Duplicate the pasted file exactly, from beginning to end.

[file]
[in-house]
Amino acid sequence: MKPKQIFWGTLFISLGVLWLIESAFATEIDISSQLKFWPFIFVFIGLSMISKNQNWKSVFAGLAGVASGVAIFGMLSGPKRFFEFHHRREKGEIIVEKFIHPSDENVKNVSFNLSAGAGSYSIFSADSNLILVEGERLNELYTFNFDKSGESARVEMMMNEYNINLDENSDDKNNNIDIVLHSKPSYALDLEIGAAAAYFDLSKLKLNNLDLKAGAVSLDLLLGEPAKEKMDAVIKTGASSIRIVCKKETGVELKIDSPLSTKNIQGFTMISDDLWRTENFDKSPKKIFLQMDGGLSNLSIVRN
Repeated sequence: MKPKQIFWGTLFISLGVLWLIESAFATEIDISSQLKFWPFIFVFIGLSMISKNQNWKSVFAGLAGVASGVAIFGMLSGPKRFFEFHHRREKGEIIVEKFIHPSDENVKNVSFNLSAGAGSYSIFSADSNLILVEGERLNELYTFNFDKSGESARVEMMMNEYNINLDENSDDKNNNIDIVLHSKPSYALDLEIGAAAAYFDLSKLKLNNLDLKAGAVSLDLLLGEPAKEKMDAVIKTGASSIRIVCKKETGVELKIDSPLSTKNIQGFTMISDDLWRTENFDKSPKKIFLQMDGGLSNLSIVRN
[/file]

[in-house]
Amino acid sequence: MKPKQIFWGTLFISLGVLWLIESAFATEIDISSQLKFWPFIFVFIGLSMISKNQNWKSVFAGLAGVASGVAIFGMLSGPKRFFEFHHRREKGEIIVEKFIHPSDENVKNVSFNLSAGAGSYSIFSADSNLILVEGERLNELYTFNFDKSGESARVEMMMNEYNINLDENSDDKNNNIDIVLHSKPSYALDLEIGAAAAYFDLSKLKLNNLDLKAGAVSLDLLLGEPAKEKMDAVIKTGASSIRIVCKKETGVELKIDSPLSTKNIQGFTMISDDLWRTENFDKSPKKIFLQMDGGLSNLSIVRN
Repeated sequence: MKPKQIFWGTLFISLGVLWLIESAFATEIDISSQLKFWPFIFVFIGLSMISKNQNWKSVFAGLAGVASGVAIFGMLSGPKRFFEFHHRREKGEIIVEKFIHPSDENVKNVSFNLSAGAGSYSIFSADSNLILVEGERLNELYTFNFDKSGESARVEMMMNEYNINLDENSDDKNNNIDIVLHSKPSYALDLEIGAAAAYFDLSKLKLNNLDLKAGAVSLDLLLGEPAKEKMDAVIKTGASSIRIVCKKETGVELKIDSPLSTKNIQGFTMISDDLWRTENFDKSPKKIFLQMDGGLSNLSIVRN